I’m your neighbor, your friend’s sister, your daughter-in-law, your daughter, your mother, your wife. Maybe I’m you. I’m willing to bet there’s a lot of us out there. You can’t tell by looking at us. Oh yes, we know how to play the game. We know how to dress, how to speak, where to shop, where to be seen. We are part of the chorus – we blend into a sea of other faces and wigs on stage – nothing noteworthy or conspicuous about us.
That’s right, it’s usually not the loud raging orthodox feminist, questioning everything from rabbis, to skirt lengths, to niddah, to hair covering, to women’s roles in Judaism who are secretly off the derech. See, the angry women are the ones who are still in it – they still care enough to get mad. That’s what they say, right? The other side of love isn’t hate- it’s apathy. When you just don’t care anymore – that’s when you know you’re done. That’s when I knew I was done.
At first I thought I had just snapped. I was so sick of the false piety and fawning over men lauded at dinners that eventually ended up in prison. I was sick of the “Real Housewives” cattiness of mothers in the PTA. I was tired of the shiurim trying to demonize feminism yet convince us that women really do have a special role to play that is highly valued and in line with our natural abilities and desires – babymaking and homemaking. I was tired of sitting in the back of the shul behind a barrier. I was tired of my vagina dictating when I could pass the car keys to my husband. I was tired. At first I was mad, but then I was just tired. So I stopped.
How did that go over, you ask? Like a fly in a china shop, it’s gone relatively unnoticed. That’s how I want it. Being part of the chorus enables me a freedom that playing a leading role wouldn’t. Oh sure, my husband noticed that I stopped going to shul, and is sometimes annoyed that I don’t attend all of the community dinners with him that I used to. However, he has his chevra at shul and I mainly infringed on his guy time at kiddish anyway. Also, he never really enjoyed the dinners, and without a wife to nag him into going, he doesn’t really mind skipping most of them. Spending time volunteering at our kid’s school was never something he cared about me doing one way or the other, so that’s been a non-issue.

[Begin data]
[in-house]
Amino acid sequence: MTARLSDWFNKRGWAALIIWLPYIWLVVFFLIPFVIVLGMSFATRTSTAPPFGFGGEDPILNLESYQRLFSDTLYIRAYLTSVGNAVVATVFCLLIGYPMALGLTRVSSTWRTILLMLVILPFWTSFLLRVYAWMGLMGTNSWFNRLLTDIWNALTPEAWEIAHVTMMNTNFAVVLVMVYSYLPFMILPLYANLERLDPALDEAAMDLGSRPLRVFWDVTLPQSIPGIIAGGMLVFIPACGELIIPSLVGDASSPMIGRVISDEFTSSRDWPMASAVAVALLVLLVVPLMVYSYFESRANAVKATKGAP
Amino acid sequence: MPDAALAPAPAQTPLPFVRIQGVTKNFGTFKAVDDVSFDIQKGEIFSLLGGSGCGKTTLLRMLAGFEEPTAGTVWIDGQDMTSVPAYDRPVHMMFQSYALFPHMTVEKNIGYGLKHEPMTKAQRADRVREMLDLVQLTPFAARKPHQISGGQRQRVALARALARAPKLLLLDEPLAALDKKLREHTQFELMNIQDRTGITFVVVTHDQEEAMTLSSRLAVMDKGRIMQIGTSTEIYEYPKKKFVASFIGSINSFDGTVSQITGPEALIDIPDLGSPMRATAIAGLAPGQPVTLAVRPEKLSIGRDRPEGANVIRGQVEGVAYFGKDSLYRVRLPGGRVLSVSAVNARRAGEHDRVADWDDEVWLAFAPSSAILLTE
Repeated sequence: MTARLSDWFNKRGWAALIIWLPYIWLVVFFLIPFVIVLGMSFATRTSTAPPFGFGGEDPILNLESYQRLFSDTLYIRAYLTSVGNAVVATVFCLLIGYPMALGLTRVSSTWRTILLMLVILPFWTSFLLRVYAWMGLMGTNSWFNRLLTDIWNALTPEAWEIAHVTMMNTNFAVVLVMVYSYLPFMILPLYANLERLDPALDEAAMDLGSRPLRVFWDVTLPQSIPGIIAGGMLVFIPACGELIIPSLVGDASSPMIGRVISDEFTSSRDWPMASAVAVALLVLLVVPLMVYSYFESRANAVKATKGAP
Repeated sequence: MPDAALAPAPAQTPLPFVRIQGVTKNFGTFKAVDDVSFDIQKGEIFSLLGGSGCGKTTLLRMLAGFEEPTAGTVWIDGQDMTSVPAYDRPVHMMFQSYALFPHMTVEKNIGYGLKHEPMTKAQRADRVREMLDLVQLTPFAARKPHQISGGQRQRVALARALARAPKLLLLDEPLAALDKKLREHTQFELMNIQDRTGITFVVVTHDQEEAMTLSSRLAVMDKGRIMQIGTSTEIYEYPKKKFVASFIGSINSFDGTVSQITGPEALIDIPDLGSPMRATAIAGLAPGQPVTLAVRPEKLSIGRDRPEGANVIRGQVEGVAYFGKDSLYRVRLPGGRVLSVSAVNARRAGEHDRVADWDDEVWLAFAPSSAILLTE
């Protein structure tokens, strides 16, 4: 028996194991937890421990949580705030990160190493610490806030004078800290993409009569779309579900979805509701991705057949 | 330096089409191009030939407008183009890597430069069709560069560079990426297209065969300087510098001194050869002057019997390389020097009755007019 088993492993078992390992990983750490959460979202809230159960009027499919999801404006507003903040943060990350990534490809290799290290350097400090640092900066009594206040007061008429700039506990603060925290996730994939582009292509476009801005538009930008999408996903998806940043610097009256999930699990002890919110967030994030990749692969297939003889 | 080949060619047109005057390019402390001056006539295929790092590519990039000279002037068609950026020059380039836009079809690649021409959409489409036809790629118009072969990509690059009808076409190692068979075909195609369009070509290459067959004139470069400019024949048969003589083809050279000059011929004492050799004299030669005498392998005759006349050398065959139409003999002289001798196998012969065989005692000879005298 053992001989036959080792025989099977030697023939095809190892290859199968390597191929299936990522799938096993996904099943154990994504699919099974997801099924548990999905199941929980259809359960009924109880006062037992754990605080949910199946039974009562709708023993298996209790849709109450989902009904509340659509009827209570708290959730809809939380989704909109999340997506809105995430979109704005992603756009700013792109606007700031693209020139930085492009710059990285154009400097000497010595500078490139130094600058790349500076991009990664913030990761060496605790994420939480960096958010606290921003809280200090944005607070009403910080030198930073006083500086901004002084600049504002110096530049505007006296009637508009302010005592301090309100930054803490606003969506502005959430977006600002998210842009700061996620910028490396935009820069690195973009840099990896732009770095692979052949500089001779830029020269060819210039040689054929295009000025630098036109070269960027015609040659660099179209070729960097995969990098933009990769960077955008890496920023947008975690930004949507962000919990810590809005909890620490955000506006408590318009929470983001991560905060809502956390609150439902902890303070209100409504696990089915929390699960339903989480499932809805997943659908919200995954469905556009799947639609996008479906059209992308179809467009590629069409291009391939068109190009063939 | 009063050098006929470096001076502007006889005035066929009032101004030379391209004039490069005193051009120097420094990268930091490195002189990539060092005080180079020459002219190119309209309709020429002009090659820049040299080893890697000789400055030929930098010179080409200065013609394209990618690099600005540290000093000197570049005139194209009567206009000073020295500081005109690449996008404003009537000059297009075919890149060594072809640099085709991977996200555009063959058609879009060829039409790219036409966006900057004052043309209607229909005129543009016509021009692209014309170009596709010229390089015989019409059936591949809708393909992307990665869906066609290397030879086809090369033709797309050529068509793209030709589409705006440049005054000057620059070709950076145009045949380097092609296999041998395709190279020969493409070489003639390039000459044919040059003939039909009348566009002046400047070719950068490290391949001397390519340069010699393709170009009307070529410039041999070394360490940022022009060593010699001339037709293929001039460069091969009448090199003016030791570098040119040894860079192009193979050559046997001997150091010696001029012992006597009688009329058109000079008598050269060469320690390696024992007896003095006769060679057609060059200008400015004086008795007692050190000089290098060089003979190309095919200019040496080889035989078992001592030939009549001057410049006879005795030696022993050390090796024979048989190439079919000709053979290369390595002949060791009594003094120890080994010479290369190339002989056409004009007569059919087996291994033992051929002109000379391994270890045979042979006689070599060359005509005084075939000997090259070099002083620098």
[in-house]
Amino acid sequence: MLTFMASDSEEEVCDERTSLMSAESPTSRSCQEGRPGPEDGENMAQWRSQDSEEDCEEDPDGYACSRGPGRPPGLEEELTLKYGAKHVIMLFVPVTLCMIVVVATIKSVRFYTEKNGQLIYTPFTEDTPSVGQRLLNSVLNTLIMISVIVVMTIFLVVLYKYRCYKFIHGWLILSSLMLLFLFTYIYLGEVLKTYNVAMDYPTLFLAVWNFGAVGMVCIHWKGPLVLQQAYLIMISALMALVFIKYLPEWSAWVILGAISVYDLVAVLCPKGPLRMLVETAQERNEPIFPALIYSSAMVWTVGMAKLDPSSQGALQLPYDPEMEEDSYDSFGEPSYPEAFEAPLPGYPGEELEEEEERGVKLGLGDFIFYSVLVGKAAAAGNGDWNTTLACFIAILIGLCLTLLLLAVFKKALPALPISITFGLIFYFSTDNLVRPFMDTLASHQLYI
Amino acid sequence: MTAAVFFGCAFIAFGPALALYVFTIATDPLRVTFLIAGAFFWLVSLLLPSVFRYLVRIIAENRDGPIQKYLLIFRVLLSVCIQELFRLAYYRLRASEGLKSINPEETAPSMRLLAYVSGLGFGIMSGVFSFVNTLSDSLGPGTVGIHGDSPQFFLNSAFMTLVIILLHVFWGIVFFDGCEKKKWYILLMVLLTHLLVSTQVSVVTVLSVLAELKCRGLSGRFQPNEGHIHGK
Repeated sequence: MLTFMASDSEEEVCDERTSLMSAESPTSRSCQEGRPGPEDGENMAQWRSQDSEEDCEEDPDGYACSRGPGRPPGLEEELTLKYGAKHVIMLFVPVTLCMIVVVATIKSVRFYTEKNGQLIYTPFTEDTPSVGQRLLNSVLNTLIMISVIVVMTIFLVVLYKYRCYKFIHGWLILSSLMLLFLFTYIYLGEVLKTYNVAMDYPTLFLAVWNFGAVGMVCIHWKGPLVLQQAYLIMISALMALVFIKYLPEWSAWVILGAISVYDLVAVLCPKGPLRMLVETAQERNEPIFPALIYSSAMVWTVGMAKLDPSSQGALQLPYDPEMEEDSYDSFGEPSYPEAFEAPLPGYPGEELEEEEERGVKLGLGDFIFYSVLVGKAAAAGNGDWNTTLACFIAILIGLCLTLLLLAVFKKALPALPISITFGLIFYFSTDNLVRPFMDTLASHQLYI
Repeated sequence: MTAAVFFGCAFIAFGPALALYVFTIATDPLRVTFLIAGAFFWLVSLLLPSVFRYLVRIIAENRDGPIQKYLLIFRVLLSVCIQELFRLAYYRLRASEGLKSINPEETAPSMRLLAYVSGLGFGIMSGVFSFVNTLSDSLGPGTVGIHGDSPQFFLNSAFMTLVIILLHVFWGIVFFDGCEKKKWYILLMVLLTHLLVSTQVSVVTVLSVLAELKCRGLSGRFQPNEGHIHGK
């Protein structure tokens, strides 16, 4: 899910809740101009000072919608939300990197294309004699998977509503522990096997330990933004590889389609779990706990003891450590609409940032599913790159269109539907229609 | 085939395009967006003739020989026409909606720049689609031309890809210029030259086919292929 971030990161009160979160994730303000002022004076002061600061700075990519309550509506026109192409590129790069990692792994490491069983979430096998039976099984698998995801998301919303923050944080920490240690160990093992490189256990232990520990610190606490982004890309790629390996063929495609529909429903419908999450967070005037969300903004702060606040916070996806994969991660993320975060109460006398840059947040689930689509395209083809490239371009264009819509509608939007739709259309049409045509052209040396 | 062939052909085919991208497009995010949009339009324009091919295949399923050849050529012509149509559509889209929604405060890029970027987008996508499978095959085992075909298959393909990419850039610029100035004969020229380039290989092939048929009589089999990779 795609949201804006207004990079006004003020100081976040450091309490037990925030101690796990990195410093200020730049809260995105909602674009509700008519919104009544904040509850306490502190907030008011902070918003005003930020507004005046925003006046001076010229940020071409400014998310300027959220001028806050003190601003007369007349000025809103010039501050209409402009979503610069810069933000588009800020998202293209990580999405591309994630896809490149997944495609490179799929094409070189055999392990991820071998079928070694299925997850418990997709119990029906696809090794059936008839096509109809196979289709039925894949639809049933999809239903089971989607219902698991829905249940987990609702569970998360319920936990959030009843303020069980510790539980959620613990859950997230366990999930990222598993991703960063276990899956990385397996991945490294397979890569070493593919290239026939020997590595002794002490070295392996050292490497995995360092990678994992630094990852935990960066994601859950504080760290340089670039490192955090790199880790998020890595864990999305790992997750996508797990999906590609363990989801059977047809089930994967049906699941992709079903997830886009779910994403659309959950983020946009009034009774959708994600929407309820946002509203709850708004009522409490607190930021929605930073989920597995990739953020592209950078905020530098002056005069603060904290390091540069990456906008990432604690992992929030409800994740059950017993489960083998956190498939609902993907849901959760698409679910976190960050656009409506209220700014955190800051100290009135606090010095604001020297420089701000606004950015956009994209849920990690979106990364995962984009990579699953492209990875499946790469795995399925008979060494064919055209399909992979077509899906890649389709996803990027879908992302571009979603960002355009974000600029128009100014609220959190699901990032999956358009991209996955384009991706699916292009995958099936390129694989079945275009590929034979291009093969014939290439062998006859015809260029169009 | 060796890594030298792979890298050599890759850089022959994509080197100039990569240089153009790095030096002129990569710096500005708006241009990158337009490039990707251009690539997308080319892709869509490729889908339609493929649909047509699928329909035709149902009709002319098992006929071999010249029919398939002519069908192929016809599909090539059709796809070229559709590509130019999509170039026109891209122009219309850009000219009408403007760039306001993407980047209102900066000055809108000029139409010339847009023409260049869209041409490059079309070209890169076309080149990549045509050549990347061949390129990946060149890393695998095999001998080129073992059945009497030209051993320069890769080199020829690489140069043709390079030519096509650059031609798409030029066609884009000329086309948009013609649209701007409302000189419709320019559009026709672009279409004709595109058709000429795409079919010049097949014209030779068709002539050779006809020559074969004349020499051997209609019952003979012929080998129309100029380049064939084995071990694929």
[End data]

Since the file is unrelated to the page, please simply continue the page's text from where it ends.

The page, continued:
The other stuff? I still keep kosher to my husband’s pretty meticulous standards. Nothing has changed in that department. I don’t really know if keeping kosher is a strong priority for me, but it’s not difficult to do it and I would never do anything to compromise the observance of my family, who are complete believers in the entire system. I haven’t eaten treif food, and I don’t have the desire to. Shabbos and yom tov are also kept to the fullest, as again, that is family time, and I have an obligation to preserve our home environment. If I ever found myself on my own, all the kids grown and out of the house and myself unmarried would I keep these things? Maybe not – or at least not around my children. However, I live in a houseful of Torah observant people, so that’s what I do at this point and time.
I still dress with tznius guidelines in mind, but push the boundaries in my wardrobe choices. Everything is technically kosher (shells, sleeves, skirts below the knee (not 4 inches, but still) – nothing in my wardrobe stands out as being flashy. Even so, I wear trendy items that I feel comfortable wearing – items that the Yeshivish or right wing modern orthodox crowd wouldn’t wear. My hair is covered by a topper wig that is a tiny bit of wig, but mostly my own hair blended in. Sometimes I wear hats with my ponytail out that people may or may not think is a wig, and I don’t correct them in thinking it’s fake hair. I’ve still maintained my friendships with other frum women, because I still look enough like they do not to raise too many alarms. I stopped covering my hair at home unless there is an unrelated male over 13 in the house, but I’ve been caught bare headed by unexpected visitors. Sometimes I don’t scramble to cover it. It’s my dang house!
I basically do as little as possible – because I honestly don’t believe in all of the tznius minutia that has been created by men and women and turned into law. Women are made to wear uncomfortable clothing that restricts movement in order to control our behavior and our ability to do various activities, and I don’t buy into that anymore. Living in a more modern community, as I do, it’s easier to get away with the things I describe.
As far as taharat hamishpacha – I’ve always hated the practice and feel it’s had a detrimental effect on my marriage. Finally, after many years of frequent mikvah trips, I made the decision to give myself a break. My husband would never stay married to me if I told him I wasn’t going to the mikvah anymore, and keeping my family together is my top priority. However, I was so miserable that I had to do something. He knows I’m miserable, yet still insists I keep going. I wasn’t going to lie to him about going when I hadn’t, so I did the only thing available to me – I started lying about not being able to do a bedika and spotting. In this way, even though we can’t be together or even share a hug, I can get a break every other month or so from going to the mikvah. Is he happy about this? No. But hey, it’s not my fault if my body isn’t cooperating, right?
So this is how I survive. If you ask me if I believe in Hashem, yes, I still do…but I don’t believe in people. I don’t believe in the Orthodox social construct that people are living today, and I don’t want to be a part of it. Unfortunately, I am a part of it….but I live on the outskirts…I am part of the chorus and there may be others mouthing the words back there along with me.